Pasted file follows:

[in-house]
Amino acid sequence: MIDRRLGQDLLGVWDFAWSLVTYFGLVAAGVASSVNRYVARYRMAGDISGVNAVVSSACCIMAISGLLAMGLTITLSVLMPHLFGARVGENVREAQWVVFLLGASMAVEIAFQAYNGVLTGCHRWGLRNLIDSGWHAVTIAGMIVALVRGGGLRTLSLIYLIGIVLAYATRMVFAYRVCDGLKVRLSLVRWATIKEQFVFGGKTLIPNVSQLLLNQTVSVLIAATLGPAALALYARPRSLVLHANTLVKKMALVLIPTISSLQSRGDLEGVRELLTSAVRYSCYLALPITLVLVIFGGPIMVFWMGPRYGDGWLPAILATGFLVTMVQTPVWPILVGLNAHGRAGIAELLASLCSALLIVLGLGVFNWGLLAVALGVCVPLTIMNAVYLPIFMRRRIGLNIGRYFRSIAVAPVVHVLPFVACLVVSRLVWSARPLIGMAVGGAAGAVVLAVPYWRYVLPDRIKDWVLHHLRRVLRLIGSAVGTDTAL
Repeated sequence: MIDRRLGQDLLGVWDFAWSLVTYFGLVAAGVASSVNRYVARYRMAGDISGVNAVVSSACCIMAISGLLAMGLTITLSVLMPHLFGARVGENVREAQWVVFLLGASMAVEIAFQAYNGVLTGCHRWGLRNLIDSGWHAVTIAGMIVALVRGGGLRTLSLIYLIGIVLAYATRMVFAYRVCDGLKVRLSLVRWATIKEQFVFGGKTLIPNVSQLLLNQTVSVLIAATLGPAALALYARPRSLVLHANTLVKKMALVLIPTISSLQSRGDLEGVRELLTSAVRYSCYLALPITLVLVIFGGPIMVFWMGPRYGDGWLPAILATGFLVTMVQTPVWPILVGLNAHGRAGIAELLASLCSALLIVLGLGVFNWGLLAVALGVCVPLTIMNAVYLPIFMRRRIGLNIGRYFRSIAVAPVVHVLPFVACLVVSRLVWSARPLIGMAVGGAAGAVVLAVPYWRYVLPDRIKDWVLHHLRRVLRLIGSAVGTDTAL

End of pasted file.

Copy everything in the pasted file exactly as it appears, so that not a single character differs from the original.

[in-house]
Amino acid sequence: MIDRRLGQDLLGVWDFAWSLVTYFGLVAAGVASSVNRYVARYRMAGDISGVNAVVSSACCIMAISGLLAMGLTITLSVLMPHLFGARVGENVREAQWVVFLLGASMAVEIAFQAYNGVLTGCHRWGLRNLIDSGWHAVTIAGMIVALVRGGGLRTLSLIYLIGIVLAYATRMVFAYRVCDGLKVRLSLVRWATIKEQFVFGGKTLIPNVSQLLLNQTVSVLIAATLGPAALALYARPRSLVLHANTLVKKMALVLIPTISSLQSRGDLEGVRELLTSAVRYSCYLALPITLVLVIFGGPIMVFWMGPRYGDGWLPAILATGFLVTMVQTPVWPILVGLNAHGRAGIAELLASLCSALLIVLGLGVFNWGLLAVALGVCVPLTIMNAVYLPIFMRRRIGLNIGRYFRSIAVAPVVHVLPFVACLVVSRLVWSARPLIGMAVGGAAGAVVLAVPYWRYVLPDRIKDWVLHHLRRVLRLIGSAVGTDTAL
Repeated sequence: MIDRRLGQDLLGVWDFAWSLVTYFGLVAAGVASSVNRYVARYRMAGDISGVNAVVSSACCIMAISGLLAMGLTITLSVLMPHLFGARVGENVREAQWVVFLLGASMAVEIAFQAYNGVLTGCHRWGLRNLIDSGWHAVTIAGMIVALVRGGGLRTLSLIYLIGIVLAYATRMVFAYRVCDGLKVRLSLVRWATIKEQFVFGGKTLIPNVSQLLLNQTVSVLIAATLGPAALALYARPRSLVLHANTLVKKMALVLIPTISSLQSRGDLEGVRELLTSAVRYSCYLALPITLVLVIFGGPIMVFWMGPRYGDGWLPAILATGFLVTMVQTPVWPILVGLNAHGRAGIAELLASLCSALLIVLGLGVFNWGLLAVALGVCVPLTIMNAVYLPIFMRRRIGLNIGRYFRSIAVAPVVHVLPFVACLVVSRLVWSARPLIGMAVGGAAGAVVLAVPYWRYVLPDRIKDWVLHHLRRVLRLIGSAVGTDTAL